Struggle Days

Those whose partners had to be away from home to be in the front lines to carry South Africa’s struggle for freedom forward were in another struggle of their own: to keep family and home intact by keeping hope alive in the face of uncertainty about the safety and survival of their loved ones, trying to uplift the morale and courage and quell the absent-father syndrome of their children.

This struggle, referred to by Professor Fatima Meer, women's leader, sociologist and author as ‘the 'parallel struggle of the family waged by the women and the children’ has remained largely invisible, even though President Mandela had forthrightly acknowledged it.

In his words, for example 'We are ... indebted to Mac's wife, Zarina, and their children - and to the families of all comrades - for the contribution they made. Were it not for their selfless support when husbands and fathers were away, often in very uncertain circumstances, for their bearing with the uncertainty, for absorbing the pain of loss and the loneliness of separation, our struggle would never have stayed the course. In our absence they became our surrogates, and the contribution they made to the struggle for freedom is no less than ours.' (p.19 of President Mandela's foreword to ’ Shades of Difference - Mac Maharaj and the Struggle for South Africa by University of Massachusetts Professor of History, Padraig O’Malley, Penguin, 2007).

His comments below on the Vula Communucations System - which Zarina clandestinely operated in its initial stages in Zambia before her serious road accident - further highlights the largely invisible role wives played in the freedom struggle.

‘Dancing to a Different Rhythm’ is Zarina's account of her own parallel, invisible struggle, both before South Africa won its freedom from apartheid in 1994, and in the ongoing post- apartheid struggle to make real the democracy as envisioned by President Mandela and his close co-leaders, giants whose goal of a better country for all its people remains a distant dream .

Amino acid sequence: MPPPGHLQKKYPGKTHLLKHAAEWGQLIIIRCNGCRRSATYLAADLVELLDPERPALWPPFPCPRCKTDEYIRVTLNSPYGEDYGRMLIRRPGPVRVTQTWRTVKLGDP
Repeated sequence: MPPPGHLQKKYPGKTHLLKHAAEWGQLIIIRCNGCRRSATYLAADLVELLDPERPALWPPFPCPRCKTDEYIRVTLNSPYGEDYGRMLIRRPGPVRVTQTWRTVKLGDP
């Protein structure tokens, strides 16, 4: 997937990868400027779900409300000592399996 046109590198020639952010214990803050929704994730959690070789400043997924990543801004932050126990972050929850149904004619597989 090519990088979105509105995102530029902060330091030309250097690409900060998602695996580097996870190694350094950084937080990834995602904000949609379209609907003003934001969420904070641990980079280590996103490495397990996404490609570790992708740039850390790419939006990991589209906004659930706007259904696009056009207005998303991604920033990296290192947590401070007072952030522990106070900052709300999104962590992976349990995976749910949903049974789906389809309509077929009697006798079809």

‘Operation Vula's most spectacular achievement - the creation of the communications system that linked Vula in South Africa with Lusaka via London in real time - was a team effort with the bulk of the credit due to Tim Jenkin and his partnership with Ronnie Press, both in London, and the technical expertise of Zarina Maharaj in Lusaka. That three-way collaboration produced a system of communications that eluded the best of the state’s tracking devices‘ writes historian and political biographer Professor Padraig O’Malley of the University of Massachusetts (Boston)‘

In his foreword to O'Malley's biography, President Mandela says of this system, which pre-dated email by a year:

‘It reached into my quarters at Victor Verster Prison, ensuring that my communications with Lusaka were directed through a more secure and quicker channel … [it] extended the boundaries of the struggle., and in doing that transformed the nature of the struggle itself. For the first time ever the ANC was able to connect the various tentacles of the struggle...The communications system…allowed for direct communication between the United Democratic Front (UDF) and the ANC underground structures, and between the underground and Umkhonto we Sizwe (MK), creating a synergy among them, allowing each to re-inforce the other in a dynamic context…. ’.